KABUL (Reuters) - An Afghan peace ministry official suffered light injuries in a bomb blast in the capital Kabul on Monday, police said, the latest in a recent series of attacks on civilian targets.
Killings by small, magnetic bombs attached to the undercarriages of vehicles, as well as shootings, are unnerving Afghan officials, activists and journalists, and they are on the rise despite negotiations to end two decades of war.
The latest explosion occurred near an armoured vehicle that was taking Khoshnood Nabizada, a peace ministry official who is also editor in chief of the local Khaama Press agency, to work, Kabul police said.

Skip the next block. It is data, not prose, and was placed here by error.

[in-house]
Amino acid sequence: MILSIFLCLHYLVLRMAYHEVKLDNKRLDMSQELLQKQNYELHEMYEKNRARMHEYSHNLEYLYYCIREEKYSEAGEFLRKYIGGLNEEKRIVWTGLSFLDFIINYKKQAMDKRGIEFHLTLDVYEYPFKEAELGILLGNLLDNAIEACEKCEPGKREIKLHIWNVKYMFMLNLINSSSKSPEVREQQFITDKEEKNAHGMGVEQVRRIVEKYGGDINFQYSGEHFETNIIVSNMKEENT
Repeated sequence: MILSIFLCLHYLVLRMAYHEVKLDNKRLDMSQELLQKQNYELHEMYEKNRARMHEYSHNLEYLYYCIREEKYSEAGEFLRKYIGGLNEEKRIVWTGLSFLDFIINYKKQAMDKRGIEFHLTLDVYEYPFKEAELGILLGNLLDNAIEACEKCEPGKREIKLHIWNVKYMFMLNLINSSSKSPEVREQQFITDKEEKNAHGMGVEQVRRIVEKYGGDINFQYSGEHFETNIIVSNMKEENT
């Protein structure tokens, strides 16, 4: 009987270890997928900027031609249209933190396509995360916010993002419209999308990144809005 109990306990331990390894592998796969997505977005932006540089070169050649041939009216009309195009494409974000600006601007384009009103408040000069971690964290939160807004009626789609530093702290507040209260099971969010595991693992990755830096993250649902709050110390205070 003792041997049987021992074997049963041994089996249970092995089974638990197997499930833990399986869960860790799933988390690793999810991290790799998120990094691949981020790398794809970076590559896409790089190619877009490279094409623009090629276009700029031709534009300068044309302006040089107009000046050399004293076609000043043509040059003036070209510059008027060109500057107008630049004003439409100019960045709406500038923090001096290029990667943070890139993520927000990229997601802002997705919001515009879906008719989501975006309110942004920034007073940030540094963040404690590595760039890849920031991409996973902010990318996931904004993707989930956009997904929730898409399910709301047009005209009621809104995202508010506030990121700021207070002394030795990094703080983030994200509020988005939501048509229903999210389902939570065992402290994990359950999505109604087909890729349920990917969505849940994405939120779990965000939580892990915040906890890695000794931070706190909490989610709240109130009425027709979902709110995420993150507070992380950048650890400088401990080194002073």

The United Nations Assistance Mission in Afghanistan (UNAMA) condemned the attack. "Today's targeted attack in Kabul against a senior official involved in the peace process is another deplorable incident, akin to an attack on the peace process itself," UNAMA said on Twitter.
There was no immediate claim of responsibility for the attack. Government officials generally blame Islamist Taliban insurgents for all targeted killings, a tactic senior security officials and Western diplomats say is meant to instil fear while avoiding large-scale civilian casualties.
In a separate attack in Kabul on Monday, a bomb attached to an army vehicle in a western district of the city killed one officer and a civilian, police said.
Bombings in recent weeks have targeted politicians, security officials, human rights activists and journalists.
The Taliban and the Afghan government have been negotiating in Qatar to reach a peace deal. Those talks resumed in January after an almost month-long break, but negotiators and diplomats say there has since been little progress.
(Reporting by Kabul Bureau, Writing by Hamid Shalizi, Editing by Mark Heinrich)